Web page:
A crowdsourcing project from the Chip Filson-founded Co-Ops for Change aims to marshal help from industry executives to double check the NCUA’s legacy asset loss figures.
The advocacy group has posted spreadsheets online that contain 2,504 legacy asset CUSIP numbers, which are identifying numbers given to all securities in North America, for investments formerly owned by five failed corporate credit unions.
Filson obtained the numbers from Credit Union Times, which first obtained them from the NCUA in May along with other legacy asset information.
By making the numbers public, Co-Ops for Change hopes credit union executives and others interested in tracking legacy asset performance will use financial websites to look up the current value of each investment and add it to the database.
The actual performance of legacy assets formerly owned by Western Corporate FCU, U.S. Central FCU, Members United Corporate FCU, Southwest Corporate FCU and Constitution Corporate FCU is of interest to federally insured credit unions because losses incurred by the investments are currently being repaid in the form of annual assessments.
“An open, crowdsourcing tracking system gives the credit union community access to the latest data on each corporate’s portfolio taken to collateralize the NCUA Guaranteed Notes,” said Filson, founder of Co-Ops for Change and chairman of Callahan & Associates.
Actual or implied cash losses will be posted and totaled on an ongoing basis, he said.
The spreadsheet data can be compared with the latest available other-than-temporary-impairment losses, which each of the five corporates had established as of June 2010, and had expensed from existing capital.
By providing ongoing, transparent, real-time tracking of the assets, Filson said the industry can update the status of the remaining value of each corporate’s members’ capital, as well as establish the potential for recovery on each credit union’s Receiver’s Certificate.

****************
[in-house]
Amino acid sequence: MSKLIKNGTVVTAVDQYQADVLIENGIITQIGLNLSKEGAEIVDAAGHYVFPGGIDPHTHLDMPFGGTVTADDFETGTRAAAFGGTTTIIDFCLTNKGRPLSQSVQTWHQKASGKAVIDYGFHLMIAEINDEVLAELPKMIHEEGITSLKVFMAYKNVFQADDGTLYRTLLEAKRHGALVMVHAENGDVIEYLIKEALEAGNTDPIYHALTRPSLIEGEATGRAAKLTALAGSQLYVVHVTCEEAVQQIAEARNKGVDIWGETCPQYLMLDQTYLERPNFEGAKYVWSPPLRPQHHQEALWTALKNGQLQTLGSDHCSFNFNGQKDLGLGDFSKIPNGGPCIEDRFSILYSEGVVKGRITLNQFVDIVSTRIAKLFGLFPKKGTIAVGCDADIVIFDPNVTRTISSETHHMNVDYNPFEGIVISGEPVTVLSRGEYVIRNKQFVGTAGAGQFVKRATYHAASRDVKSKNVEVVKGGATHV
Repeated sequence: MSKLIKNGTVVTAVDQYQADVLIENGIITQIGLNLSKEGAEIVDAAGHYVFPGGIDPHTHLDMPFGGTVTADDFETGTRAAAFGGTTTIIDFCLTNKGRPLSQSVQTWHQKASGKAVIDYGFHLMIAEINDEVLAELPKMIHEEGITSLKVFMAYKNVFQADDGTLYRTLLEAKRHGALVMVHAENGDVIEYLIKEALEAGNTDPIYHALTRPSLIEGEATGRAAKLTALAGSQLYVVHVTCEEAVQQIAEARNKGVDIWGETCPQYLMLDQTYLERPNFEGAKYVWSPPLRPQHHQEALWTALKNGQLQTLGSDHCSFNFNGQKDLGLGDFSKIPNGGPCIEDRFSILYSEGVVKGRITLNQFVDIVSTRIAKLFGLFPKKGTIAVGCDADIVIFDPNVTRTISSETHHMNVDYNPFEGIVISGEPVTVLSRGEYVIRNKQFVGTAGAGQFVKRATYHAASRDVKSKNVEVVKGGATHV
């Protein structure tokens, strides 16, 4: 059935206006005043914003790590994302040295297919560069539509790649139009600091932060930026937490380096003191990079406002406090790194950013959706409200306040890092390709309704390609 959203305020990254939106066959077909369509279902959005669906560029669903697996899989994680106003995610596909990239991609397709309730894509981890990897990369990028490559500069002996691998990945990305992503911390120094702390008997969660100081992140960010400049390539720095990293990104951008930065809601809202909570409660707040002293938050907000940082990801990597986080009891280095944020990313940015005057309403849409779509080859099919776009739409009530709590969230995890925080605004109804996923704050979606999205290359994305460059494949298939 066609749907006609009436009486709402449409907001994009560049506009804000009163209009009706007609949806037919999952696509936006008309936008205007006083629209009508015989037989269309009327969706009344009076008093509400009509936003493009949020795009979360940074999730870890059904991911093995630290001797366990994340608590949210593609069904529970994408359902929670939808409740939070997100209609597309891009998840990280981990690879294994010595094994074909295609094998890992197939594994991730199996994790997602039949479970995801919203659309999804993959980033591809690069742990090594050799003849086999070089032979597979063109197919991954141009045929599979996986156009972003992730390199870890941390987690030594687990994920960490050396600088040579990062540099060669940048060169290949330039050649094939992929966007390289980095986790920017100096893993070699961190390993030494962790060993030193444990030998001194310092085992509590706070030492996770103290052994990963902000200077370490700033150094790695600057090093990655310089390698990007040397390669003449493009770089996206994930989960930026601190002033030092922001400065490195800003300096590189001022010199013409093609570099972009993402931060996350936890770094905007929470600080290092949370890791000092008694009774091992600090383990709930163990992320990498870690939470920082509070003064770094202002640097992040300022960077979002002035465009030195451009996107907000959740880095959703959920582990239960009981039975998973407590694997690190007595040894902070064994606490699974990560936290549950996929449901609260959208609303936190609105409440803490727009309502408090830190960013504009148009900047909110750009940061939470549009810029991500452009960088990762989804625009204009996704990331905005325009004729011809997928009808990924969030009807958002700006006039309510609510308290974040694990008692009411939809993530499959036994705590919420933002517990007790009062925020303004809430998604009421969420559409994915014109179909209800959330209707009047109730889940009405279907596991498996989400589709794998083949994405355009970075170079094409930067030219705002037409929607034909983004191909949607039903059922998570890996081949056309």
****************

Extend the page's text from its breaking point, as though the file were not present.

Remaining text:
“The conservatorship of the assets of the five corporates was the single most-significant event in the credit union system during the financial crisis,” Filson said. “But until now, credit union owners have had to take the wisdom of this action on faith.
The ability for credit unions that owned those assets to review the securities’ status is vitally important, added Filson ally, CU*Answers President/CEO Randy Karnes, because it could allow the NCUA and credit unions to learn and avoid costly future missteps among corporates and all credit unions.
“If NCUA doesn’t use a more dynamic approach to regulation, where they are studying and learning what the best solution is, then it will destroy both sources of credit union soundness: Member confidence and capital,” Karnes said.
“In the case of the corporates, member confidence was undermined, thus blocking the corporates’ only way to rebuild capital,” he said. “That’s how the independent cooperative liquidity system was dismantled.”
Karnes said the fact that banks can access the capital markets and promptly raise more capital marks one big difference between banks and credit unions. And it’s a key reason why regulators of financial cooperatives should not treat credit unions like banks.
“After a crisis, banks redress their balance sheets as fast as possible, writing off as much as they can up front, to make their go-forward balance sheet and income statement more attractive to new capital investors,” he said. “In this way, banks can rebuild capital quickly by obtaining contributed capital.”
Neither of these options is open to credit unions, Karnes said.
Filson said it’s unclear whether the NCUA was aware of the capital consequences of its action – or the devastating impact it would have on a corporate network that most credit unions deeply relied upon for financial services at a reasonable cost.
“Either the consequences were ignored, the regulator was imitating the bank regulators, or it was, in itself, acting like a bank by taking all the conserved corporate takeover losses upfront,” Filson said. “Then the agency could imply it had saved the day as things got better in later years.”